To most Americans, the thought of a man flying around with a rocket pack on his back seems like something from 1960s science fiction.
The people of Buffalo, however, are more likely to remember the Bell Rocket Belt as science fact.
Throughout the mid-’60s, Wheatfield-based Bell Aerospace took dozens of opportunities to show off the hydrogen peroxide-powered device that the company was initially developing for the U.S. Army.
In October 1965, Bell engineers took the belt pack into downtown Buffalo, and News cameras were there to capture the flight in front of the Rand Building and around Lafayette Square.
Office workers looked out the windows in amazement, while folks outside on the sidewalk — including a police officer and women in headscarves — took in the flight with a combination of awe and distress over the noise the rocket pack made during flight.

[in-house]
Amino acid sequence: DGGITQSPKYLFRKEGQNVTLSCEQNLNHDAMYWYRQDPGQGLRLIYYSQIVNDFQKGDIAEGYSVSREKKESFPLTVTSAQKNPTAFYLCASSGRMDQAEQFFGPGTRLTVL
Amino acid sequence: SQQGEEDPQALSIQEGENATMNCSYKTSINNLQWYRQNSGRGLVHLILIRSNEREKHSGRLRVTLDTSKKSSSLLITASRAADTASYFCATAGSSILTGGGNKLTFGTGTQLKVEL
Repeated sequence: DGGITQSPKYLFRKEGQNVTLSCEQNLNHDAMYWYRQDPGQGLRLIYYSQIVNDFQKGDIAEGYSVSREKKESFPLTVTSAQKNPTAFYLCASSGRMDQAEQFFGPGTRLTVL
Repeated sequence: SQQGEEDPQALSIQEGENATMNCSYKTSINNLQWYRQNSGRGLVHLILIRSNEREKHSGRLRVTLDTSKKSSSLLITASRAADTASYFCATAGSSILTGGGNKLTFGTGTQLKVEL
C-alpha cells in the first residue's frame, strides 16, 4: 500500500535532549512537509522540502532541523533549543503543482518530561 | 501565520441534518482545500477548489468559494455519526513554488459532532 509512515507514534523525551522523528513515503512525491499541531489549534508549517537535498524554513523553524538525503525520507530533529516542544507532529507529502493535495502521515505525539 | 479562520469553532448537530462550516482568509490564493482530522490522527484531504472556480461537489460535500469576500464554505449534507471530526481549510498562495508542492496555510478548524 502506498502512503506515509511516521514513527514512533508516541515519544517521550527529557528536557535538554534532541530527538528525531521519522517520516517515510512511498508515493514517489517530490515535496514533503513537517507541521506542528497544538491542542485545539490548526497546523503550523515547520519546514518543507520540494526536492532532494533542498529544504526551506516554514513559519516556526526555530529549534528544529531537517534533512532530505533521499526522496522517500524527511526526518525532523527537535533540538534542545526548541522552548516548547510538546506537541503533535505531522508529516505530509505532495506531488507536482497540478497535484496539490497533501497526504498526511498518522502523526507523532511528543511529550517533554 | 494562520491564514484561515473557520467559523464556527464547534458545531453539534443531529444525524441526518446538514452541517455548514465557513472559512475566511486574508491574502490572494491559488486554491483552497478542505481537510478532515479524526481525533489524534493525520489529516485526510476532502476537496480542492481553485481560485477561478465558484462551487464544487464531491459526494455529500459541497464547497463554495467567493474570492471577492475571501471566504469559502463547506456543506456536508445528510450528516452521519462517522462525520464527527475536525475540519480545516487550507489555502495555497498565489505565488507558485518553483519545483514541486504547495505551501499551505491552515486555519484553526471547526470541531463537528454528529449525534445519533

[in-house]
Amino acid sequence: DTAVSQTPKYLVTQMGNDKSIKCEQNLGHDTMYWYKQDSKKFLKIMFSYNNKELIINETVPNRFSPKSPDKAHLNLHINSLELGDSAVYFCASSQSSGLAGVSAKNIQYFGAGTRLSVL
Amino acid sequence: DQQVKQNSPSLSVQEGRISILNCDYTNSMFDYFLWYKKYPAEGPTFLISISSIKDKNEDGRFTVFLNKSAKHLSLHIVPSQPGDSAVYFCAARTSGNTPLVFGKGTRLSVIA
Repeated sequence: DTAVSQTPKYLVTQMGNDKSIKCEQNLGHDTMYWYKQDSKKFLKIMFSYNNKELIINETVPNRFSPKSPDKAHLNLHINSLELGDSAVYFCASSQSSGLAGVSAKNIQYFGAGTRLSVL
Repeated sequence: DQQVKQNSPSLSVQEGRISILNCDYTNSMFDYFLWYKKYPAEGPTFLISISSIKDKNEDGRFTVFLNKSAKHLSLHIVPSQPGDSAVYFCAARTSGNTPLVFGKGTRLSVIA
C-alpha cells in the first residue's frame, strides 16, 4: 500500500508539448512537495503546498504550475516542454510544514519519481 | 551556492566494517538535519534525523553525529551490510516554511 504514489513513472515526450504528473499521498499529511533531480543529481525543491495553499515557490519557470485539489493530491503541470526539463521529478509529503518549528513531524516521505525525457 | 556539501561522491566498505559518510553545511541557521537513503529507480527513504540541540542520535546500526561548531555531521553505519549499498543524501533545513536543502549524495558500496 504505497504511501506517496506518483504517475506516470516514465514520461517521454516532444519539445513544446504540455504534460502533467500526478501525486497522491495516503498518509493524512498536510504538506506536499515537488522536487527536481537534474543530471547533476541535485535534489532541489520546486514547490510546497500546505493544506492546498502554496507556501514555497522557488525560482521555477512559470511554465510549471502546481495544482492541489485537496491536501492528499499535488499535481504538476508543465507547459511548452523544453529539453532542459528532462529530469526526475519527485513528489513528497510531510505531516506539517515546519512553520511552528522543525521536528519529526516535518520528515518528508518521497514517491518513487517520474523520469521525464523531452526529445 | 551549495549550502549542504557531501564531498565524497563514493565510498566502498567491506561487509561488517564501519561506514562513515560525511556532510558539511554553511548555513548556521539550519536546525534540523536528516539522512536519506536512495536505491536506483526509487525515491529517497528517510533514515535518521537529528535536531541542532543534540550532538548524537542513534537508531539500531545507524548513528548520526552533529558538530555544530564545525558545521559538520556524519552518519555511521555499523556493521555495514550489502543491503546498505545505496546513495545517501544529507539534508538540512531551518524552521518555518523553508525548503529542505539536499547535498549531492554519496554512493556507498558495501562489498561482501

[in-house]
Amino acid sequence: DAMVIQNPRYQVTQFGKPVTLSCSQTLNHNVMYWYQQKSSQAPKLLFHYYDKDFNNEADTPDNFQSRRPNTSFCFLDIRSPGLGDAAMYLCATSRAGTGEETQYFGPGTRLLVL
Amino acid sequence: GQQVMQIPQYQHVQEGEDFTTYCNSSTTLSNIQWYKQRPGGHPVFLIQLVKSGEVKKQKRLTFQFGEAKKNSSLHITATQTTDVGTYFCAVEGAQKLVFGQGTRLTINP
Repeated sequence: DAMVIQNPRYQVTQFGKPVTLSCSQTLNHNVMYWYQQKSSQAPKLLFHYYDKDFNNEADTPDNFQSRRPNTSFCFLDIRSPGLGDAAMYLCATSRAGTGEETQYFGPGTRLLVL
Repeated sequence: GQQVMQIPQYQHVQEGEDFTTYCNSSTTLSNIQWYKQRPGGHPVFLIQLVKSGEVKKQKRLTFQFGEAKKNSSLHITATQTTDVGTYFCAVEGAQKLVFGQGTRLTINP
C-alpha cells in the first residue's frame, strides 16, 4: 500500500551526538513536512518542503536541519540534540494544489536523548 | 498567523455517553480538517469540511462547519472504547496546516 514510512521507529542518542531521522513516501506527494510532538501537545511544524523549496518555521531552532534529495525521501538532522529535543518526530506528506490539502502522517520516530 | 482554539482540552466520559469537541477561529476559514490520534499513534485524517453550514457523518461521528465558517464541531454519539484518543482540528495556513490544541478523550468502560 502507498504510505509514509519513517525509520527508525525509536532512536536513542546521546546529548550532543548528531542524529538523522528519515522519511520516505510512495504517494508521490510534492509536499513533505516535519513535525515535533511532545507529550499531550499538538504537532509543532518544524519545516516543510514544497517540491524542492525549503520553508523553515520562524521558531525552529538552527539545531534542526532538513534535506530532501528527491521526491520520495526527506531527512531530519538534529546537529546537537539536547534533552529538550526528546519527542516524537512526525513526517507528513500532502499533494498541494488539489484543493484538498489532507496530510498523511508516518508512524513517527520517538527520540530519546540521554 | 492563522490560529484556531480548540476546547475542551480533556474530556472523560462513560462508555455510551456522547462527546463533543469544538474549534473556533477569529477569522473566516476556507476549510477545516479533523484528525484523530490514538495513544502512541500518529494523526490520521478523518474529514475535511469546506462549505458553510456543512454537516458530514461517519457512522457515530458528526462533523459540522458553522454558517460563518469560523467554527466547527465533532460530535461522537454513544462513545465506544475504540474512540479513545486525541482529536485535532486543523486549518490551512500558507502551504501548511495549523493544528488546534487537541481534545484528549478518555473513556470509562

The Bell Rocket Belt worked — but it was limited by two key drawbacks. One, flights couldn’t last longer than 21 seconds, and two, there was no way to land safely if the device failed mid-flight.
In the end, military brass tagged the Bell Rocket Belt as “spectacular toy” more than an efficient transportation device, and development was scuttled.